A typical Iranian bazaar merchant is someone who wears his religious piety on his sleeves, with the sole aim of furthering his own goals. They have been the prime source of funding for the clerics for centuries and they played an important role in the 1979 revolution. Their motives was nothing noble however, by funding the clerics, they thought they were investing in their after life and at the same time fighting back modernisation.
In a typical Iranian bazaar merchant's house, you will be lucky to find any books, instead what money they have not hoarded, they would spend on items which may increase in value and mostly hidden away. For this stratum of the Iranian society, despite their wealth, they are even clueless in how to enjoy their money. As always of course, there are exceptions to the rule. The Iranian bazaar merchant, Mohsen Dogmechi was a huge exception to this rule.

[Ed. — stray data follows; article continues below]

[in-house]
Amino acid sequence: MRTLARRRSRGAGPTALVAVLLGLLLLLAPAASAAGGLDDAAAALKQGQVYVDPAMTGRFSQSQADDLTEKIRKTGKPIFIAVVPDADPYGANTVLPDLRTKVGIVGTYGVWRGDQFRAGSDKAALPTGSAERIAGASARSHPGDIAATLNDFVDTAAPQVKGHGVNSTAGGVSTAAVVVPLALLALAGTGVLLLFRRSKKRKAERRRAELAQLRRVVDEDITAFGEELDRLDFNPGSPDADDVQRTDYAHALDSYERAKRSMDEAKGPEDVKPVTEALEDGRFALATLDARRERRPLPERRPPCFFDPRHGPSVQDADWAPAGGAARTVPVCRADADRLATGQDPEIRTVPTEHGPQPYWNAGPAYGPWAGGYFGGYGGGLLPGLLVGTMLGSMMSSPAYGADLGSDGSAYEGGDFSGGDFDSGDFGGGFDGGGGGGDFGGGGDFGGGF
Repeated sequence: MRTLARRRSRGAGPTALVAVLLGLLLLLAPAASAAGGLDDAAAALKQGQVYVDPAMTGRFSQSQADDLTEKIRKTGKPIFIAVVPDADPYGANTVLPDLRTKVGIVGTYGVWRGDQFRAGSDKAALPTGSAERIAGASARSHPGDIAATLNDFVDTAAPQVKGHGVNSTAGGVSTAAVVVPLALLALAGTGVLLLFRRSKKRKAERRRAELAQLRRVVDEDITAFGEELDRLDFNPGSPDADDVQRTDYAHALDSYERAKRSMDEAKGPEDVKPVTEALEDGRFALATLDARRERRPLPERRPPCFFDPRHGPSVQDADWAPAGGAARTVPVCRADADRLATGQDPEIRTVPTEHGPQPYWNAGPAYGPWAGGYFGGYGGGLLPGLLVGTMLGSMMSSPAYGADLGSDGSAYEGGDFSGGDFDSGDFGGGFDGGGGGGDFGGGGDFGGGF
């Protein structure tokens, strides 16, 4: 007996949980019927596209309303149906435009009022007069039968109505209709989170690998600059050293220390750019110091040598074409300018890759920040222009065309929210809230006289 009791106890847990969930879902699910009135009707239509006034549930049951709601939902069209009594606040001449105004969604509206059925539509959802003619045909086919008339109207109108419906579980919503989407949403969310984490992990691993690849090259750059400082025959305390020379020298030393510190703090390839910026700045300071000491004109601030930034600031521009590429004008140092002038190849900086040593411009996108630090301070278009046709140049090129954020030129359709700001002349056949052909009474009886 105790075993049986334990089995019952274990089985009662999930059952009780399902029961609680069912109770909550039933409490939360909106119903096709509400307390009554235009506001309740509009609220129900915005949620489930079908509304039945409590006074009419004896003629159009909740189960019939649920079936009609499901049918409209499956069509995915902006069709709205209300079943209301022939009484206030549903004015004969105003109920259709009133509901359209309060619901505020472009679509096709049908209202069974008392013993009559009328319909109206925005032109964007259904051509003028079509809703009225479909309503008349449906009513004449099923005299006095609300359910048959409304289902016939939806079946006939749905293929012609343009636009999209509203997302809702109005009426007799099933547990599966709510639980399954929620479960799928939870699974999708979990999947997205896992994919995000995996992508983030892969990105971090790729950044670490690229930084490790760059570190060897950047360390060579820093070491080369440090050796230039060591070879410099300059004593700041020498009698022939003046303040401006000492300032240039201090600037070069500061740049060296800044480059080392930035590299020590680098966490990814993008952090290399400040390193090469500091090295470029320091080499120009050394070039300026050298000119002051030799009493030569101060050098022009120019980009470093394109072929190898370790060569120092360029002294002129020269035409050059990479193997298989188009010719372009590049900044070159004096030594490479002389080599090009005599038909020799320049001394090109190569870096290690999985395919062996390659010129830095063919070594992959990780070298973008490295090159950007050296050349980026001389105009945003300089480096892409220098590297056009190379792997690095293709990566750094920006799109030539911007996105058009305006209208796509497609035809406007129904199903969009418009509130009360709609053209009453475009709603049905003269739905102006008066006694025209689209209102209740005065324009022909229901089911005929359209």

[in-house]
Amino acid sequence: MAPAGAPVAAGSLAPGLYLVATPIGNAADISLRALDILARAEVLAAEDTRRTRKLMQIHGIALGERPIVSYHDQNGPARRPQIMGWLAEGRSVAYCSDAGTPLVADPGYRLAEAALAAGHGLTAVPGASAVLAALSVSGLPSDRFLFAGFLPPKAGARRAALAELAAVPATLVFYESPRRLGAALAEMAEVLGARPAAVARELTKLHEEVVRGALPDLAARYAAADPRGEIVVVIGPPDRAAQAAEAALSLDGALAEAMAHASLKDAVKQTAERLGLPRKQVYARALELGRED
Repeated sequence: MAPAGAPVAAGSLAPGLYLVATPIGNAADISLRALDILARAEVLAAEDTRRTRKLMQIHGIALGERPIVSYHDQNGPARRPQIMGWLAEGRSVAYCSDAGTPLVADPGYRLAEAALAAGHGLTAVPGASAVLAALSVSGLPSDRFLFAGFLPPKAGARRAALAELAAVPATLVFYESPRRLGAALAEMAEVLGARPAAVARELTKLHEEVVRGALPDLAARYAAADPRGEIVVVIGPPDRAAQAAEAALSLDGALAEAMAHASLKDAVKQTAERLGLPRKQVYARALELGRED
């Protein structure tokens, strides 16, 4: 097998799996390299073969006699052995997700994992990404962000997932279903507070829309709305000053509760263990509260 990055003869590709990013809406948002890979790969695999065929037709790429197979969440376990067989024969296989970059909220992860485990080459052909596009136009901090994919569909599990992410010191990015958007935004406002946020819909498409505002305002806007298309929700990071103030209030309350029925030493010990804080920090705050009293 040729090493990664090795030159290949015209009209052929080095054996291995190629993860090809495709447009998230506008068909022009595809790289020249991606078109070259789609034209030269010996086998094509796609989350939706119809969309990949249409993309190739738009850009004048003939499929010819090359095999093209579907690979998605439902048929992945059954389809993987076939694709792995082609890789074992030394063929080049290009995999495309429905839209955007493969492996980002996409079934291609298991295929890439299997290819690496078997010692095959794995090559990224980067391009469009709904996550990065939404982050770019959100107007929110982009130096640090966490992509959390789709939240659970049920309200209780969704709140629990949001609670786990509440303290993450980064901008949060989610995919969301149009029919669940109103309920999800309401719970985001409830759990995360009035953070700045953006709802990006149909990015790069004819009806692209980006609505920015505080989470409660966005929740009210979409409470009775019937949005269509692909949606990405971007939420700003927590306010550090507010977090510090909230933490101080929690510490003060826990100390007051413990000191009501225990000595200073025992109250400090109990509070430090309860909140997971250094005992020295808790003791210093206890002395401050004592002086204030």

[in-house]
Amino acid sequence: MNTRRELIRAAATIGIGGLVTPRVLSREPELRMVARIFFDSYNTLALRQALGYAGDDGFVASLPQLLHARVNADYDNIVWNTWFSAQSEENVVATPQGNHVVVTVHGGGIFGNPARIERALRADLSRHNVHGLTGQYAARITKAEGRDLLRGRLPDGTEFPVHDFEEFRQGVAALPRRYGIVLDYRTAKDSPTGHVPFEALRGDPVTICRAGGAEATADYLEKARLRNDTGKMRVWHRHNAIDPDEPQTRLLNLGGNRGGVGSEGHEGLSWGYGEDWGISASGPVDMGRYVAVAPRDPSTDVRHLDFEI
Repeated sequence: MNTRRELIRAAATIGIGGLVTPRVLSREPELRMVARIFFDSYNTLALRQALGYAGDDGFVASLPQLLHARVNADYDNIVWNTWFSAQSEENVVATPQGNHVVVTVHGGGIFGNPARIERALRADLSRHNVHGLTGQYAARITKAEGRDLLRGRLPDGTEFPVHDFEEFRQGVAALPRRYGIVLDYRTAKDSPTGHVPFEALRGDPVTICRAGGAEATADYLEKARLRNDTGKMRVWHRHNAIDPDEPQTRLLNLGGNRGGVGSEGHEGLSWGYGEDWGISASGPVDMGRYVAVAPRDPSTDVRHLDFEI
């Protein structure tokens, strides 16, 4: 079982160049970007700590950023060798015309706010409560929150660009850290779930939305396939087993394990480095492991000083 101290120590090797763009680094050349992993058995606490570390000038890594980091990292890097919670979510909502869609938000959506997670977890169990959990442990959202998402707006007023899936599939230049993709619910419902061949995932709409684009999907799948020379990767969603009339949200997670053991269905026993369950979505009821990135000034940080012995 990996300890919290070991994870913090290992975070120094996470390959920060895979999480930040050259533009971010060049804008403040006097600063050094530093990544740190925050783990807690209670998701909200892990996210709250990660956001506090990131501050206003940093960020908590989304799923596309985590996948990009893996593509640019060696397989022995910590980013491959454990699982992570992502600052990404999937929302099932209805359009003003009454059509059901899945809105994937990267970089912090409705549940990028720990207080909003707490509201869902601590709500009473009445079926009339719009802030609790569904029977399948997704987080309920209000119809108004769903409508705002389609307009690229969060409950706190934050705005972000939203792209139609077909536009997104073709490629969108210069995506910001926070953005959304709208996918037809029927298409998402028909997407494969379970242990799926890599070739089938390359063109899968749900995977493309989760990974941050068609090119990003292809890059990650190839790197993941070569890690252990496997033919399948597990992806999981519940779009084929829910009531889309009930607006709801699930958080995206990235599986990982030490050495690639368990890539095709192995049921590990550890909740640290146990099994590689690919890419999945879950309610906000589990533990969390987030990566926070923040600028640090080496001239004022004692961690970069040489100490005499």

Mohsen Dogmehchi, was a bazaar merchant who helped the families of Iran's political prisoners. A crime intolerable for the revolution savvy Islamic Republic of Iran, hell bent on crushing any sign of resistance or human charity. The evil Judge Salavati sentenced him to 10 years imprisonment in August 2009, purely for helping the families of political prisoners in Iran. He was first incarcerated in the notorious Evin prison and later transferred to the even worse prison near Karaj.
In the last three months, Human Rights organisations warned about the deteriorating health of Mohsen Dogmechi. He was suffering from advanced pancreas cancer. In his last days, his conditions were so bad, he was even unable to sit up in bed. For four weeks, he was unable to eat any food and at the end, even drinking water or milk would cause him agonising pain. Despite all this suffering, Islamic Republic's prison authorities refused to release him. Mohsen Dogmechi died on March 28th. The regime had also previously arrested, Dogmechi's wife, Maryam Alangi in October 2009.